Transfiguration and Holiness
Readings for the Second Sunday in Lent
The LORD had said to Abram, “Go from your country, your people and your father’s household to the land I will show you. “I will make you into a great nation, and I will bless you; I will make your name great, and you will be a blessing.a I will bless those who bless you, and whoever curses you I will curse; and all peoples on earth will be blessed through you.”b So Abram went, as the LORD had told him; and Lot went with him. Abram was seventy-five years old when he set out from Harran.
See also 2 Timothy 1:8b-10 and Matthew 17:1-9
I must admit that the sequence of the three readings we had at Mass this morning did not turn my
mind particularly to the season of Lent. Instead, they seemed to me like a resume of religious life. How so?
Well, first there is that summons to leave behind what is familiar and known, and perhaps even comfortable – though I dare say Abram’s nomadic life might not have been all that cushy – and to go into the unknown (no indication where: just a land that I – God - will show you;)and surely entering religious life is like that: an alien land, where things are not as we have hitherto known them. You will also remember that a bit later Abram’s name is also changed – though not by much- as has happened to most of us here.
Then, in the second reading comes the call: to a holy life, not we are told - because of anything we have done, but because of God’s own purpose and grace; a ‘holy’ life, which, however, brings with it frustrations and disappointments, things we have to put up with, even if they do not measure up to -as Paul deems them - ‘sufferings on account of the Gospel’.
Finally, in the Gospel itself, we have a moment of transfiguration – just a moment, not a continual state of blissful joy and lasting unalloyed happiness, but a moment – short, surprising, unexpected, but vivid, undeniable, and surely memorable. .And surely, in religious life too, there are such moments. We have this reading again, of course, on the actual Feast of the Transfiguration, where it is like a summary ,or culmination, of what is around us: the shining summer sun; a sense of holiday (and Holy Day) and of general well-being. Here, however, at the beginning of Lent, it comes, as it were, out of the blue – it is in contrast, as such moments are, with the everyday world of our daily lives; it is only a moment, but one which makes sense of, and ratifies, our initial decision to become, like Abram, sojourners in an alien land, however bleak and desert-like (or maybe, of course, comfortable and safe) that land may have proved to be.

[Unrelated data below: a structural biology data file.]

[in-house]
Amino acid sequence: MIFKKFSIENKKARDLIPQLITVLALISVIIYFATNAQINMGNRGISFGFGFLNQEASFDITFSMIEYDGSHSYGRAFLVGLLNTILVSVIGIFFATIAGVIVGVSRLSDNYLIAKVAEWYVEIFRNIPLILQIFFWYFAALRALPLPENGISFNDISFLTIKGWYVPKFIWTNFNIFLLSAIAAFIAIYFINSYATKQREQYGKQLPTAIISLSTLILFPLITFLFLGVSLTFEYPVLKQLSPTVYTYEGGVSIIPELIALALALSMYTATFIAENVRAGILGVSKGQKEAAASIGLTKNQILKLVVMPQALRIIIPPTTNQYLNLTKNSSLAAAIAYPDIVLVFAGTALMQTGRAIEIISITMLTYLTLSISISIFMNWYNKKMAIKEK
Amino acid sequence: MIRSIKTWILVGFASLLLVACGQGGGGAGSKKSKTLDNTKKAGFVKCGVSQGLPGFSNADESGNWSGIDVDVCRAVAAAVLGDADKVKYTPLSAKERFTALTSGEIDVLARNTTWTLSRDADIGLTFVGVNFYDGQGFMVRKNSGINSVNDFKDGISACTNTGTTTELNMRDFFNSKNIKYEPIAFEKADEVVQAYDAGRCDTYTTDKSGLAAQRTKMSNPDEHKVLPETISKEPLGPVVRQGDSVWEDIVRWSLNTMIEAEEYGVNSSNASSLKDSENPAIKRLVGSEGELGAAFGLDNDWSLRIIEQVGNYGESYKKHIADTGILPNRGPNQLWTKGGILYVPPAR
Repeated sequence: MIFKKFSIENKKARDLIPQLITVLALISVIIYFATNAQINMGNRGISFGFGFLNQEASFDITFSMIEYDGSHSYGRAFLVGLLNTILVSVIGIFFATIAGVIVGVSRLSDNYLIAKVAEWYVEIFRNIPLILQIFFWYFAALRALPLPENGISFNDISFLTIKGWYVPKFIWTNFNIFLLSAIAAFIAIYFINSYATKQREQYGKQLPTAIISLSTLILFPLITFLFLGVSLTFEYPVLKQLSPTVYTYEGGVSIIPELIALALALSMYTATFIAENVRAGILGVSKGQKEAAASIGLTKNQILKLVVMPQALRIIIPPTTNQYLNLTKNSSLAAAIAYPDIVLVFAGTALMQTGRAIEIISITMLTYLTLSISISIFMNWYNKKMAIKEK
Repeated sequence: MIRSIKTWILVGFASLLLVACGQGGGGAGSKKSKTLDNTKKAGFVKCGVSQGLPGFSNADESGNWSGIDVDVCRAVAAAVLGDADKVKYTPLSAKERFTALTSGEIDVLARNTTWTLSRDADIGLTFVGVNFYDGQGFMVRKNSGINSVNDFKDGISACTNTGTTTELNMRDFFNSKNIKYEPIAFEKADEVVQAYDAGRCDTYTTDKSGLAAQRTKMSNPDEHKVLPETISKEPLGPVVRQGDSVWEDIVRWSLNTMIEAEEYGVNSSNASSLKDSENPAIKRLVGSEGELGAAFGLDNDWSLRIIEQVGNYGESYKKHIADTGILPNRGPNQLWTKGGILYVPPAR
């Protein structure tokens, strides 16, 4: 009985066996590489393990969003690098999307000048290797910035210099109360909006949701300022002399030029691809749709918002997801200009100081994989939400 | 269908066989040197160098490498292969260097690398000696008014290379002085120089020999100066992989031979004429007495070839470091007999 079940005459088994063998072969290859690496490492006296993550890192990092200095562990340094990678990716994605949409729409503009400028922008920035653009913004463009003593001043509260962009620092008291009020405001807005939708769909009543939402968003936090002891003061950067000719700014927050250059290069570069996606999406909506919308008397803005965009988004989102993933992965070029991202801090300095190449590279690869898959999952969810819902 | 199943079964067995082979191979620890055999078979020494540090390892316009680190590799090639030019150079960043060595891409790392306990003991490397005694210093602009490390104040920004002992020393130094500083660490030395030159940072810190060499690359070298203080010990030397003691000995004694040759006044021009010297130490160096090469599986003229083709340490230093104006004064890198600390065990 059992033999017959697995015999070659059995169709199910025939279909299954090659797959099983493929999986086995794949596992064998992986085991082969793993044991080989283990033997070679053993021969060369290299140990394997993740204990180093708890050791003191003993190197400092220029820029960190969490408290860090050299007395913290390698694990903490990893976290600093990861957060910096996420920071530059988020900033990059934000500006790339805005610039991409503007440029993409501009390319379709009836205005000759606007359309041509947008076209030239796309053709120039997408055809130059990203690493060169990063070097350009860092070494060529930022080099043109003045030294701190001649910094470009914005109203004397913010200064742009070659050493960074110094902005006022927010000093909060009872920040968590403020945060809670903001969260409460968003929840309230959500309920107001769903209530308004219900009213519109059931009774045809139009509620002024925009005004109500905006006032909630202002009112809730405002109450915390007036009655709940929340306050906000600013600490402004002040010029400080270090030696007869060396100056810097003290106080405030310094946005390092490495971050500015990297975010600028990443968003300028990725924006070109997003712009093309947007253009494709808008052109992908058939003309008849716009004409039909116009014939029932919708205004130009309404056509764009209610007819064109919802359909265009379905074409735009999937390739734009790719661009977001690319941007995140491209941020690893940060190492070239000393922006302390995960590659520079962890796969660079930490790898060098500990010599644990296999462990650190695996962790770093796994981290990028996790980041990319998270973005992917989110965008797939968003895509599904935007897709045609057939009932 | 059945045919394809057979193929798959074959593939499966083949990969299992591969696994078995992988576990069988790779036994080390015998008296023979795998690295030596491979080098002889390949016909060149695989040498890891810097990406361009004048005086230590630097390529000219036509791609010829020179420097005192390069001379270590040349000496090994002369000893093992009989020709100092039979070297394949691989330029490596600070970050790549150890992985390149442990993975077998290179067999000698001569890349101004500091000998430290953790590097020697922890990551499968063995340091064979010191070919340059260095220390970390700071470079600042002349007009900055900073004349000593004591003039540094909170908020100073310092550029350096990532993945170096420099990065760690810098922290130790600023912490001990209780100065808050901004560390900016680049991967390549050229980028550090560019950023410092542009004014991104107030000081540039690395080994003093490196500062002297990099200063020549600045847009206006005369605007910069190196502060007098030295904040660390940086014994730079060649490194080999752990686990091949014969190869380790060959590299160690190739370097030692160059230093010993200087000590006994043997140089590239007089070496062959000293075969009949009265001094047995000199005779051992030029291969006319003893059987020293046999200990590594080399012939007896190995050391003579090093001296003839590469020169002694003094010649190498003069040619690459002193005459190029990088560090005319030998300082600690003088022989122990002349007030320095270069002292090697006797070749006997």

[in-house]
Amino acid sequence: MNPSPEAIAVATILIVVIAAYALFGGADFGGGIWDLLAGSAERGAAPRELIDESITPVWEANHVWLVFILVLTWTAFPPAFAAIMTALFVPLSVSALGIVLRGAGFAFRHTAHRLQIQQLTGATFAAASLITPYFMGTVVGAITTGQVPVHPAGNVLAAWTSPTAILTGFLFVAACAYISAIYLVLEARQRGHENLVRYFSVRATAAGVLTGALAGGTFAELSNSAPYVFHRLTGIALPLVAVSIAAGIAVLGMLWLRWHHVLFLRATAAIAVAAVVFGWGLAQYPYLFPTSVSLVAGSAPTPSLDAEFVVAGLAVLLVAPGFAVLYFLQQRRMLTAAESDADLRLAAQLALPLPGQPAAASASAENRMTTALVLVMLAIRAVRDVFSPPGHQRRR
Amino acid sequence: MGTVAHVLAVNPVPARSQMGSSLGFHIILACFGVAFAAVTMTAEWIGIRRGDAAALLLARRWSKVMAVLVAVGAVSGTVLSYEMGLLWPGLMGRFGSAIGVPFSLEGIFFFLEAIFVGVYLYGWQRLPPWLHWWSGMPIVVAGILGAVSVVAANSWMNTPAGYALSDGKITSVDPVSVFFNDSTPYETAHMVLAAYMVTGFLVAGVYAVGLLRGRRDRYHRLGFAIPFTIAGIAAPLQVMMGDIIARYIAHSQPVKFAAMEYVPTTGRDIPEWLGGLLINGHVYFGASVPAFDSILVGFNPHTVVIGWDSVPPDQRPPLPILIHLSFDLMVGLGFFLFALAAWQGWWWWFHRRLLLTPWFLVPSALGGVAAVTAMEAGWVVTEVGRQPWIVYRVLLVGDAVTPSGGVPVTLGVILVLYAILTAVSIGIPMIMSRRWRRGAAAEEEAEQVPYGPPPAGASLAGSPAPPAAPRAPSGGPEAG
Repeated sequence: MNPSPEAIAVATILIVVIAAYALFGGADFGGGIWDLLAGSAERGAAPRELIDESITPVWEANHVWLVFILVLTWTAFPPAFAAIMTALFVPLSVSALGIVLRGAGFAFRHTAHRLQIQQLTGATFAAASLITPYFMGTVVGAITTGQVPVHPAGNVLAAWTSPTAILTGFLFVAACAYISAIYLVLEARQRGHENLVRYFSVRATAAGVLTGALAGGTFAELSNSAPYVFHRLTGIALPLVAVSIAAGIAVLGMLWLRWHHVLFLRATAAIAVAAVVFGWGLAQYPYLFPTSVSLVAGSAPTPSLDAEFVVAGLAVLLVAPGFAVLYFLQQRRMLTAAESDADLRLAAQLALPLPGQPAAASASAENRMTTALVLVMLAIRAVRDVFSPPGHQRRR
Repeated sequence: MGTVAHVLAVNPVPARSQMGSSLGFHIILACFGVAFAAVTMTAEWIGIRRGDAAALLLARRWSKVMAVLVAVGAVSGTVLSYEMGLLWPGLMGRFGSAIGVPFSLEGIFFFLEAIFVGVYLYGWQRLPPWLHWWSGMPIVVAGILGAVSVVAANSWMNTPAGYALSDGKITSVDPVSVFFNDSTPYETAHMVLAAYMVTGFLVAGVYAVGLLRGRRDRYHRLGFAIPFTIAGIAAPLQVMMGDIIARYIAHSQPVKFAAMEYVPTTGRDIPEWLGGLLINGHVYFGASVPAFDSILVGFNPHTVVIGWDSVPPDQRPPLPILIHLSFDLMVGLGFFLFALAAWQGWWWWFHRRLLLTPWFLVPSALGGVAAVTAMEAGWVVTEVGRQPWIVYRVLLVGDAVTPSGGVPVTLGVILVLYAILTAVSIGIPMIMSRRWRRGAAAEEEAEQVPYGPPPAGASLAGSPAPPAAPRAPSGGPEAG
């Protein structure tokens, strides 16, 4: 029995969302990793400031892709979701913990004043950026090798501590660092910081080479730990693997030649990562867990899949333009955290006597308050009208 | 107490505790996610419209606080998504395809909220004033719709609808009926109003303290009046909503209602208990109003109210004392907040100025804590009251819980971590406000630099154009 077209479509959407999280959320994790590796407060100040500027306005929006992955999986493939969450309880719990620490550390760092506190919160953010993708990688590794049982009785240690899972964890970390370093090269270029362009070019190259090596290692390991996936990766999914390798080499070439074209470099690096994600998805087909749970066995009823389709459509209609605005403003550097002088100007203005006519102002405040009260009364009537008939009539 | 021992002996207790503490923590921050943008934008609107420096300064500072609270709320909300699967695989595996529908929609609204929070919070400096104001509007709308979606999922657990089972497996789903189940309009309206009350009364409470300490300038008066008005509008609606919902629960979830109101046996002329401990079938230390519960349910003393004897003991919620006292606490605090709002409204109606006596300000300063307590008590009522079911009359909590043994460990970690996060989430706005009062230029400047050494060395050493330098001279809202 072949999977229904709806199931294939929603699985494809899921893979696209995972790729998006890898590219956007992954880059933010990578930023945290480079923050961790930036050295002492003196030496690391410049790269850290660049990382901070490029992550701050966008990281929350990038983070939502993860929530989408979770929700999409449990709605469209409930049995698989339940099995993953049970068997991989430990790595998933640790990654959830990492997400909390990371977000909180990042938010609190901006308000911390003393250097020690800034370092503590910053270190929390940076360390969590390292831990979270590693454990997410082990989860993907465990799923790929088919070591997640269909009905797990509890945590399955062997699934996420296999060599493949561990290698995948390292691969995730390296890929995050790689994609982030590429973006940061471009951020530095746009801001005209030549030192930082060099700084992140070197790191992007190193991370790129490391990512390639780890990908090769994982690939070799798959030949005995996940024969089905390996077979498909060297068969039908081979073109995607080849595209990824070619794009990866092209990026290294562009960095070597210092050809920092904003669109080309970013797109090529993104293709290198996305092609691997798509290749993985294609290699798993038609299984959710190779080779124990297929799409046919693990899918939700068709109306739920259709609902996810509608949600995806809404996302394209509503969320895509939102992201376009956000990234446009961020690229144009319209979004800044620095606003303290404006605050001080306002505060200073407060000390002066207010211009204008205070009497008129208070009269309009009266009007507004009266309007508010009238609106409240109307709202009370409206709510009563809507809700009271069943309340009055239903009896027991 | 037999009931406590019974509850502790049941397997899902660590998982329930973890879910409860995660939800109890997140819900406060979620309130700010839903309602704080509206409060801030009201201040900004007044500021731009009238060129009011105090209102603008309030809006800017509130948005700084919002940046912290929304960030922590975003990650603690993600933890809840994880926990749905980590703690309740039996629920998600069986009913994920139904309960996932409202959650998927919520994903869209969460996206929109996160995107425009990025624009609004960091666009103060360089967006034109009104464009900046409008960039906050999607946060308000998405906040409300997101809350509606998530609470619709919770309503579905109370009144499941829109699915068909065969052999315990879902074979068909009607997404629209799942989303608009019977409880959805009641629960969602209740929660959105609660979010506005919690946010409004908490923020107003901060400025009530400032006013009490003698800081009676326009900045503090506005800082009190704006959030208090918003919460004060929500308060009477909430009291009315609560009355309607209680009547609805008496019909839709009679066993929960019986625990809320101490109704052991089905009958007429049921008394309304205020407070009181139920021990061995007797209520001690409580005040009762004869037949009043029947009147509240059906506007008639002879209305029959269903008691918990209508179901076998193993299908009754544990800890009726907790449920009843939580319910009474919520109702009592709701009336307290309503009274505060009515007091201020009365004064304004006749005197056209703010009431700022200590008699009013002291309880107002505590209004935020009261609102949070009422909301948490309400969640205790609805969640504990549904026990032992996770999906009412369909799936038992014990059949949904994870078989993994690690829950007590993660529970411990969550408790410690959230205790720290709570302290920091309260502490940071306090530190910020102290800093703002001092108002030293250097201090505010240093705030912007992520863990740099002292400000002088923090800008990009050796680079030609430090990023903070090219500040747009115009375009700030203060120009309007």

I said at the beginning that these readings did not make me think of Lent. But perhaps, since they made me consider Religious Life, they are, after all, Lenten. Because, like it or not, religious life is a life of giving up things for the sake of the gospel: things we surely value, like husband and children and family life, and creating a home and…whatever dreams we may have had whenever it was that we had them. I would want to say that we are given much in return – but the giving up remains.
However, as fasting in Lent, so giving things up in religious life, is not the be all and end all in either case. Lent is also a time for almsgiving, and to some extent at least our practice of poverty, of having all things in common, our – perhaps somewhat relative – frugality does enable us to give alms, individually perhaps, but rather as a community or congregation, and not just in Lent. And, of course, we are also recommended during Lent to pay particular attention to our life of prayer – and prayer, private and in common, is at the centre of our religious lives.
So there are parallels between the season of Lent, and our religious lives – both are, after all, preparations for Easter – the liturgical Easter which comes this year on Sunday April 16th. and the Easter of the final coming of God’s Kingdom, for which we pray each time we say the Our Father: that kingdom in which there will be not just a fleeting moment of transfiguration but a kingdom of justice and peace and joy; a kingdom where:'
'the dwelling place of God is with people, and He will live with us. And we will be His people, and God Himself will be with us as our God. He will wipe away every tear from our eyes, and there will be no more death or mourning or crying or pain, for the former things have passed away.” And the One seated on the throne said, “Behold, I make all things new.”
Amen! So let it be! And isn’t that an Easter worth looking forward to?
Sr Jadwiga o.p.